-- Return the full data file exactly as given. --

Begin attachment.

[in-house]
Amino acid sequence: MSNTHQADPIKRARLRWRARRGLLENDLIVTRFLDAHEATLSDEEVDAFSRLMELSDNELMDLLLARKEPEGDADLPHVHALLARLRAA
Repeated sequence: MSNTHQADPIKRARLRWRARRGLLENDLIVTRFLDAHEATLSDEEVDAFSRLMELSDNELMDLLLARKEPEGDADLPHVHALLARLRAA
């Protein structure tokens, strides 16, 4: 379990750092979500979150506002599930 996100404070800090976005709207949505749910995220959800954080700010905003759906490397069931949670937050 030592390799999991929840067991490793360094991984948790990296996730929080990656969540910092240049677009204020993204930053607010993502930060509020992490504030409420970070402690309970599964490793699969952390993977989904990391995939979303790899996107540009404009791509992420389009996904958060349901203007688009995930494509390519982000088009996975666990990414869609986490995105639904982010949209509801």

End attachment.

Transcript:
[in-house]
Amino acid sequence: MSNTHQADPIKRARLRWRARRGLLENDLIVTRFLDAHEATLSDEEVDAFSRLMELSDNELMDLLLARKEPEGDADLPHVHALLARLRAA
Repeated sequence: MSNTHQADPIKRARLRWRARRGLLENDLIVTRFLDAHEATLSDEEVDAFSRLMELSDNELMDLLLARKEPEGDADLPHVHALLARLRAA
């Protein structure tokens, strides 16, 4: 379990750092979500979150506002599930 996100404070800090976005709207949505749910995220959800954080700010905003759906490397069931949670937050 030592390799999991929840067991490793360094991984948790990296996730929080990656969540910092240049677009204020993204930053607010993502930060509020992490504030409420970070402690309970599964490793699969952390993977989904990391995939979303790899996107540009404009791509992420389009996904958060349901203007688009995930494509390519982000088009996975666990990414869609986490995105639904982010949209509801």